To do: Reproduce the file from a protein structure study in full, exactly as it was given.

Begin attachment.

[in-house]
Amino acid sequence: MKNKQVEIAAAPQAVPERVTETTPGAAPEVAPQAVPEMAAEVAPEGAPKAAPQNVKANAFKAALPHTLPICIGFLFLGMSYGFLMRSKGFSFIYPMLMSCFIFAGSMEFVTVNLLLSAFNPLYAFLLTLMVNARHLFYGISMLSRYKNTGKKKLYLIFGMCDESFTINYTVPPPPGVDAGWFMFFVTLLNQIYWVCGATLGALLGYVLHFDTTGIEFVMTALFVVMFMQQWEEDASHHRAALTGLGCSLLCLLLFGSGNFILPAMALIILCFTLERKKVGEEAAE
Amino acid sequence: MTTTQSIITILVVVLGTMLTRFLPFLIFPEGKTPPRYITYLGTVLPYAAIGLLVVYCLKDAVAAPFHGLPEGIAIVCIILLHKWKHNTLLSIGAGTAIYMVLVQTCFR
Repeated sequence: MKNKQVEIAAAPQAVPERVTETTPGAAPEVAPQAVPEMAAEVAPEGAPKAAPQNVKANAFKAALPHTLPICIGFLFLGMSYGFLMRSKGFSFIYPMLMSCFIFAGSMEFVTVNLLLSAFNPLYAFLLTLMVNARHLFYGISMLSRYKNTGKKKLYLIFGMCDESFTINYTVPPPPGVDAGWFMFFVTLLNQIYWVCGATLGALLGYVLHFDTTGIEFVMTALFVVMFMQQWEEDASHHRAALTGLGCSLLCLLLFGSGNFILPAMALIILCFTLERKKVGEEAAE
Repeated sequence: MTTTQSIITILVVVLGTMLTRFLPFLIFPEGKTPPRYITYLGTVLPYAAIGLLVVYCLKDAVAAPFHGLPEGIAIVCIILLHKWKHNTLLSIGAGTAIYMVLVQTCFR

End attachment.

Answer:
[in-house]
Amino acid sequence: MKNKQVEIAAAPQAVPERVTETTPGAAPEVAPQAVPEMAAEVAPEGAPKAAPQNVKANAFKAALPHTLPICIGFLFLGMSYGFLMRSKGFSFIYPMLMSCFIFAGSMEFVTVNLLLSAFNPLYAFLLTLMVNARHLFYGISMLSRYKNTGKKKLYLIFGMCDESFTINYTVPPPPGVDAGWFMFFVTLLNQIYWVCGATLGALLGYVLHFDTTGIEFVMTALFVVMFMQQWEEDASHHRAALTGLGCSLLCLLLFGSGNFILPAMALIILCFTLERKKVGEEAAE
Amino acid sequence: MTTTQSIITILVVVLGTMLTRFLPFLIFPEGKTPPRYITYLGTVLPYAAIGLLVVYCLKDAVAAPFHGLPEGIAIVCIILLHKWKHNTLLSIGAGTAIYMVLVQTCFR
Repeated sequence: MKNKQVEIAAAPQAVPERVTETTPGAAPEVAPQAVPEMAAEVAPEGAPKAAPQNVKANAFKAALPHTLPICIGFLFLGMSYGFLMRSKGFSFIYPMLMSCFIFAGSMEFVTVNLLLSAFNPLYAFLLTLMVNARHLFYGISMLSRYKNTGKKKLYLIFGMCDESFTINYTVPPPPGVDAGWFMFFVTLLNQIYWVCGATLGALLGYVLHFDTTGIEFVMTALFVVMFMQQWEEDASHHRAALTGLGCSLLCLLLFGSGNFILPAMALIILCFTLERKKVGEEAAE
Repeated sequence: MTTTQSIITILVVVLGTMLTRFLPFLIFPEGKTPPRYITYLGTVLPYAAIGLLVVYCLKDAVAAPFHGLPEGIAIVCIILLHKWKHNTLLSIGAGTAIYMVLVQTCFR